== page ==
For the most part, Canada is a country with an admirable degree of economic freedom. We have free trade agreements with over 40 countries (well, maybe not for long with NAFTA), established protection of property rights (in the Canadian Bill of Rights), and an open, competitive market. But there’s one area where Canada doesn’t live up to its high standards of personal and economic liberty: hiding in our agricultural industry is a Soviet-style, protectionist racket from a bygone era. Welcome to supply management, circa 2018.
Farms that produce dairy, poultry and eggs are subject to a scheme called “supply management”. Supply management is a regulatory system that includes price fixing, tariffs on imported products, and production control quotas. It’s an indirect subsidy to a small group of farmers paid for by consumers at large in the form of higher prices at the grocery checkout. It protects these industries from things considered normal elsewhere in the Canadian economy; in other industries, competition, variable prices, and imports are par for the course. But, it would seem that if these elements were present in the dairy, poultry or egg industry it would bring about some kind of dystopian hellscape.
Our economic system works because the price of goods reflects their relative scarcity. Hidden beneath the simplicity of this concept is a marvelous, underappreciated elegance; for example, drought in California may reduce tomato yields which raises the price of tomatoes. Some consumers see this price increase and decide to eat something other than tomatoes or otherwise alter their behaviour. An immeasurable amount of factors and decisions like this are taken into account every single day and are reflected in the prices we see at the store. Millions of such threads of information stitch together and result in an efficient distribution of scarce goods. This is the basis of capitalism and also the reason for its success.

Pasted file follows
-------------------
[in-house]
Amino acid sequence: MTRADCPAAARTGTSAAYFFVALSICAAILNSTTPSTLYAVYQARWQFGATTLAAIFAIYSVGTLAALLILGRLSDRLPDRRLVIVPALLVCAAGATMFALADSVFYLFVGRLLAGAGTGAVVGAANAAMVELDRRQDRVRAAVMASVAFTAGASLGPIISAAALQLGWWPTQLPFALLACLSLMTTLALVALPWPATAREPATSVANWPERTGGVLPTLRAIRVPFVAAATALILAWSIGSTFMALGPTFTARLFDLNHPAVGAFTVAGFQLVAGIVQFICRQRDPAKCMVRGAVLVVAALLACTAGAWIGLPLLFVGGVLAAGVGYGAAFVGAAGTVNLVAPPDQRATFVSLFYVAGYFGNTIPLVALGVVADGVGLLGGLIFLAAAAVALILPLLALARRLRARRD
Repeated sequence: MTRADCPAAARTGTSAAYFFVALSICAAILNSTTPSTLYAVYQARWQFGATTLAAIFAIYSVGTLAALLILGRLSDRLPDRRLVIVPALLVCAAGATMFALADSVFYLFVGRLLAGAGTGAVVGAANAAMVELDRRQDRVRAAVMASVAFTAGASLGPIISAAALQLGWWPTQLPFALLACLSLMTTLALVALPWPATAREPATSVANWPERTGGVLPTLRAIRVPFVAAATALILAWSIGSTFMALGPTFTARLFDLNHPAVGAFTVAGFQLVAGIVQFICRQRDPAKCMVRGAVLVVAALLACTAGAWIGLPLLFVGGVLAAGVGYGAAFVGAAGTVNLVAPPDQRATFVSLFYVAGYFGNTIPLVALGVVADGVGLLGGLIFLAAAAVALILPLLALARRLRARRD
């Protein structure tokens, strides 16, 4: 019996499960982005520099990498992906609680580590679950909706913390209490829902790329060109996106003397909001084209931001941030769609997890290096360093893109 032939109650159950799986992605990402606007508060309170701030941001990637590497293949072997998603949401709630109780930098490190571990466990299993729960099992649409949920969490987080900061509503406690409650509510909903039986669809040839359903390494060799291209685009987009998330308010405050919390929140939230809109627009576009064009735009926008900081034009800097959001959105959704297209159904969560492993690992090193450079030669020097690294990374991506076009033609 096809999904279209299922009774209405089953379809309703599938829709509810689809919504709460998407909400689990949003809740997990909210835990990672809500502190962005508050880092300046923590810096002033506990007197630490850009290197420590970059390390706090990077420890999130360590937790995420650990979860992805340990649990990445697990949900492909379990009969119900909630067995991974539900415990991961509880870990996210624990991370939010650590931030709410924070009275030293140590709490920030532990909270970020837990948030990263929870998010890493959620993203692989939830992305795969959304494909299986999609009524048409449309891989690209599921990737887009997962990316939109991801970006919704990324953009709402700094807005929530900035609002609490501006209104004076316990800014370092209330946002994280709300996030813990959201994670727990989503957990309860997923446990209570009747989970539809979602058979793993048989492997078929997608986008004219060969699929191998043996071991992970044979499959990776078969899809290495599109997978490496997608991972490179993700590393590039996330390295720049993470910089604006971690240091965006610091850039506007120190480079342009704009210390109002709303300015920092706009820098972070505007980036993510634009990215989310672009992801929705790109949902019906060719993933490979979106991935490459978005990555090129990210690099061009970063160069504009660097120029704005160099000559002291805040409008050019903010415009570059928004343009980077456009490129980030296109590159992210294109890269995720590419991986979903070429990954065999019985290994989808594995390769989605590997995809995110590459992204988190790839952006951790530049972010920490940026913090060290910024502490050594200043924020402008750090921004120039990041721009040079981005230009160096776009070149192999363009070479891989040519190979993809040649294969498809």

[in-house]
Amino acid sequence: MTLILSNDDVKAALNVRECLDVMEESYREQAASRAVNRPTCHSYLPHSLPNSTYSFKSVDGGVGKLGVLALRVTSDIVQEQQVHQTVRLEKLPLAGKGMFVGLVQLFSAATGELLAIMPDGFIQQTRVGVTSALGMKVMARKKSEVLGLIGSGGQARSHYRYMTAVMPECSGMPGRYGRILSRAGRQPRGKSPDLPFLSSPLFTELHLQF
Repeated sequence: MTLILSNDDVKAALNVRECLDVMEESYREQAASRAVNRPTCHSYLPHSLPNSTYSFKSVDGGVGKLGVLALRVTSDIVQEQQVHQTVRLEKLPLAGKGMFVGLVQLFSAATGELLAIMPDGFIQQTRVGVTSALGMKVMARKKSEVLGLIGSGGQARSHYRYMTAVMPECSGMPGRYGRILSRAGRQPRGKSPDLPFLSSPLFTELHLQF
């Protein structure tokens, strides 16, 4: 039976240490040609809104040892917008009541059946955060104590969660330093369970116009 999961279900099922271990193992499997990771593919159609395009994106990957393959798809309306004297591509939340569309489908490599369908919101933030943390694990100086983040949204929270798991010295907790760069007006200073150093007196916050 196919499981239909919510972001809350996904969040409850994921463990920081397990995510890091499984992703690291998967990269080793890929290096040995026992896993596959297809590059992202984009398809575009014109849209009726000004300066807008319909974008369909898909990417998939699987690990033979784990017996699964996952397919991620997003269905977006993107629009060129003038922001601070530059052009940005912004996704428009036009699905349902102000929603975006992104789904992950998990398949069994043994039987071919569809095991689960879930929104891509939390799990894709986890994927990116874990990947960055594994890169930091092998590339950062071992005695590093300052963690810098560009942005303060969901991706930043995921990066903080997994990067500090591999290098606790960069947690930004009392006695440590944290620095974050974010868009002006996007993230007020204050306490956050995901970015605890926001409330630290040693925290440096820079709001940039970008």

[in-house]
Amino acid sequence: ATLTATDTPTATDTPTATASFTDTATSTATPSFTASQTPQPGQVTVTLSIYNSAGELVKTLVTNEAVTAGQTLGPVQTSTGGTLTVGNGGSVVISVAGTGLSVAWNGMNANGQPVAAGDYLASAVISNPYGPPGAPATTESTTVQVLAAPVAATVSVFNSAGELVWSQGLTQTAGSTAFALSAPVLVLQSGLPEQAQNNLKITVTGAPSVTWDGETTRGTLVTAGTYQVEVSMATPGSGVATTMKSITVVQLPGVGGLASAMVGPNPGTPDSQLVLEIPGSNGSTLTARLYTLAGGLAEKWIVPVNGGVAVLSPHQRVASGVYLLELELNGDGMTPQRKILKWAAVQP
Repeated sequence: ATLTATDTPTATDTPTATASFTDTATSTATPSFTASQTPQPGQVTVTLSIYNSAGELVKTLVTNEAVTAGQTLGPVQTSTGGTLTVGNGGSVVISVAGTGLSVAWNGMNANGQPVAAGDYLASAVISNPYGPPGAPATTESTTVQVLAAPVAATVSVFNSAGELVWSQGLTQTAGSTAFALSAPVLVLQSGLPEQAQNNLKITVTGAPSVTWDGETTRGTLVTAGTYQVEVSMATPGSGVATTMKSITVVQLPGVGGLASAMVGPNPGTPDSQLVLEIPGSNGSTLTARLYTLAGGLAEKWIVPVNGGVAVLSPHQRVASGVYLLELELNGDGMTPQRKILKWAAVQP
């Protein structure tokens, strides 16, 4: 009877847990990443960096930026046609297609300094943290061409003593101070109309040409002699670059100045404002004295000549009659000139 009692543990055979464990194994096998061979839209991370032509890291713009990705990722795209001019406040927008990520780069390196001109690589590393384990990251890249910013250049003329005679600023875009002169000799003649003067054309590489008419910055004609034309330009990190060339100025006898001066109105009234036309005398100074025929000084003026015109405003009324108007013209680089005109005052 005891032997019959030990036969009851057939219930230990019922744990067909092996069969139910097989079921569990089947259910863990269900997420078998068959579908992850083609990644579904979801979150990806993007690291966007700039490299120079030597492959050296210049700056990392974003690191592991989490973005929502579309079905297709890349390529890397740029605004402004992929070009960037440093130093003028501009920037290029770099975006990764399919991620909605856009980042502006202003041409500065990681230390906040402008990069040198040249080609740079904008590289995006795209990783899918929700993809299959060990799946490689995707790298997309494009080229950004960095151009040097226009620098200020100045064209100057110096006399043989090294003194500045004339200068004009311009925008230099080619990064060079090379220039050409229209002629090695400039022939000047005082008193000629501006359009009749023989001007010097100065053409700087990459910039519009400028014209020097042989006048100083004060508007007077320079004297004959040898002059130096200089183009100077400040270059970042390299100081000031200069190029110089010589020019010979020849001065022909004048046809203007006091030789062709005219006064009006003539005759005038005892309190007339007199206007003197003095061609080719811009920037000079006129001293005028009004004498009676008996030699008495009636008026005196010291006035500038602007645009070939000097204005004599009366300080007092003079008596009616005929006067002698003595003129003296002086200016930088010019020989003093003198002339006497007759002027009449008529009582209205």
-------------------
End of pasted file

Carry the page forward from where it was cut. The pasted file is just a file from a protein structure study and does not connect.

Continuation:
Supply management removes key components from this process. Instead of selling for a price that reflects the scarcity of their product, the price on a farmer’s product is set artificially based on production costs. Why should producers be isolated from price changes to the detriment of everyone else? Why must only these select industries be sheltered from the harsh world of competition while others are expected to rise above it? Competition is an economic virtue that is present for a reason. We need to trust that our farmers have the ingenuity, dedication, and grit to thrive in a competitive marketplace.
Another element of supply management is production controlling quotas. In Canada, starting a dairy farm is not easy. It’s not enough to have the start-up capital and meet the necessary health regulations. You have to purchase quota from farmers getting out of the business. The average price for the privilege of selling the milk from a single dairy cow is $30,000. Why buy the cow when selling its milk has such a hefty fee? To put this in perspective, an average dairy farm with 77 Holstein cows requires a whopping $2.3 million of quota to operate! This creates an artificial barrier for new farms that stifles competition, discourages innovation, and asks consumers to foot the bill.
Being forced to pay for the right to produce milk is unacceptable. Entrepreneurs deserve the freedom to set up a business in the dairy industry if they so desire without additional internal barriers. They should be able to do so without facing exorbitant costs to purchase quota with no innate value. They should be able to decide who they sell their product to and at what price. Consumers should also be free to choose from as many options as possible Not only is supply management bad economics but it is an affront to liberty -Canadians deserve better, it’s time to put supply management out to pasture.